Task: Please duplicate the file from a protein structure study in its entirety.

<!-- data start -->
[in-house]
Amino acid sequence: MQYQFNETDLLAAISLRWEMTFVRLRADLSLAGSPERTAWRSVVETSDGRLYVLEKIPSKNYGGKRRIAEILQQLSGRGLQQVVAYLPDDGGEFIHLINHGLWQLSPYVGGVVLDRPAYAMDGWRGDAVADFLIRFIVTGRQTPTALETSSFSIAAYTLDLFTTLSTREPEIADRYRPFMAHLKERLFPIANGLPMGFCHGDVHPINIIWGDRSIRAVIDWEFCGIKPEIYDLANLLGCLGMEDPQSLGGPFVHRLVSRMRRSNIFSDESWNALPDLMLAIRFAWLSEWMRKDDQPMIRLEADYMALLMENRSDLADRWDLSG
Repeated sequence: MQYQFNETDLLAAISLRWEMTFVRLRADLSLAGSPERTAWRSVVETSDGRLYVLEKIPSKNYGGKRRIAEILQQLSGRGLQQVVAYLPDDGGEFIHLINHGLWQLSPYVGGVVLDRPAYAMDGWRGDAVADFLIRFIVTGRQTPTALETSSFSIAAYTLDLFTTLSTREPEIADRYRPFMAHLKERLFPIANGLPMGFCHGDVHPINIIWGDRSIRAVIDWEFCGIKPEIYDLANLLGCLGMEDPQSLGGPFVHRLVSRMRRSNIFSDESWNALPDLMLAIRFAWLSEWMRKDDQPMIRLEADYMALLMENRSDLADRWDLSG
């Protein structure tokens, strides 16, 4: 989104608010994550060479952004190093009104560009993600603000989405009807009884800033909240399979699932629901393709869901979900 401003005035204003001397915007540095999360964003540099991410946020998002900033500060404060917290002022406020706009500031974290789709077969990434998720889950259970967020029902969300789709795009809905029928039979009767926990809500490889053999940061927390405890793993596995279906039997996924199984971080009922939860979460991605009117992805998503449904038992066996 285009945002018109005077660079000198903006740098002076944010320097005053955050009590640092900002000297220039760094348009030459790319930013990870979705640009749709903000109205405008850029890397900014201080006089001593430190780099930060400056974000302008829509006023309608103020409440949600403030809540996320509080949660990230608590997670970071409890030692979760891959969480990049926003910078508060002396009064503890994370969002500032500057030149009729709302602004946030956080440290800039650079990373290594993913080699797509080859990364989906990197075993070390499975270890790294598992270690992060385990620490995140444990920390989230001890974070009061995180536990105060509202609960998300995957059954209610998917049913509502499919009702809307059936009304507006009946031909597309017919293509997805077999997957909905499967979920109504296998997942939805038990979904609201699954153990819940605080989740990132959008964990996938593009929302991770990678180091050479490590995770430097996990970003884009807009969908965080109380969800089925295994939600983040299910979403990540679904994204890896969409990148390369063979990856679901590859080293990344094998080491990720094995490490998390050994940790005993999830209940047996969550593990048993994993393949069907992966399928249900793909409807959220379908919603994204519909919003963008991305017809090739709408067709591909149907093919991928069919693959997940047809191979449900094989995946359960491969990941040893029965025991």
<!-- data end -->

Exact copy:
[in-house]
Amino acid sequence: MQYQFNETDLLAAISLRWEMTFVRLRADLSLAGSPERTAWRSVVETSDGRLYVLEKIPSKNYGGKRRIAEILQQLSGRGLQQVVAYLPDDGGEFIHLINHGLWQLSPYVGGVVLDRPAYAMDGWRGDAVADFLIRFIVTGRQTPTALETSSFSIAAYTLDLFTTLSTREPEIADRYRPFMAHLKERLFPIANGLPMGFCHGDVHPINIIWGDRSIRAVIDWEFCGIKPEIYDLANLLGCLGMEDPQSLGGPFVHRLVSRMRRSNIFSDESWNALPDLMLAIRFAWLSEWMRKDDQPMIRLEADYMALLMENRSDLADRWDLSG
Repeated sequence: MQYQFNETDLLAAISLRWEMTFVRLRADLSLAGSPERTAWRSVVETSDGRLYVLEKIPSKNYGGKRRIAEILQQLSGRGLQQVVAYLPDDGGEFIHLINHGLWQLSPYVGGVVLDRPAYAMDGWRGDAVADFLIRFIVTGRQTPTALETSSFSIAAYTLDLFTTLSTREPEIADRYRPFMAHLKERLFPIANGLPMGFCHGDVHPINIIWGDRSIRAVIDWEFCGIKPEIYDLANLLGCLGMEDPQSLGGPFVHRLVSRMRRSNIFSDESWNALPDLMLAIRFAWLSEWMRKDDQPMIRLEADYMALLMENRSDLADRWDLSG
């Protein structure tokens, strides 16, 4: 989104608010994550060479952004190093009104560009993600603000989405009807009884800033909240399979699932629901393709869901979900 401003005035204003001397915007540095999360964003540099991410946020998002900033500060404060917290002022406020706009500031974290789709077969990434998720889950259970967020029902969300789709795009809905029928039979009767926990809500490889053999940061927390405890793993596995279906039997996924199984971080009922939860979460991605009117992805998503449904038992066996 285009945002018109005077660079000198903006740098002076944010320097005053955050009590640092900002000297220039760094348009030459790319930013990870979705640009749709903000109205405008850029890397900014201080006089001593430190780099930060400056974000302008829509006023309608103020409440949600403030809540996320509080949660990230608590997670970071409890030692979760891959969480990049926003910078508060002396009064503890994370969002500032500057030149009729709302602004946030956080440290800039650079990373290594993913080699797509080859990364989906990197075993070390499975270890790294598992270690992060385990620490995140444990920390989230001890974070009061995180536990105060509202609960998300995957059954209610998917049913509502499919009702809307059936009304507006009946031909597309017919293509997805077999997957909905499967979920109504296998997942939805038990979904609201699954153990819940605080989740990132959008964990996938593009929302991770990678180091050479490590995770430097996990970003884009807009969908965080109380969800089925295994939600983040299910979403990540679904994204890896969409990148390369063979990856679901590859080293990344094998080491990720094995490490998390050994940790005993999830209940047996969550593990048993994993393949069907992966399928249900793909409807959220379908919603994204519909919003963008991305017809090739709408067709591909149907093919991928069919693959997940047809191979449900094989995946359960491969990941040893029965025991």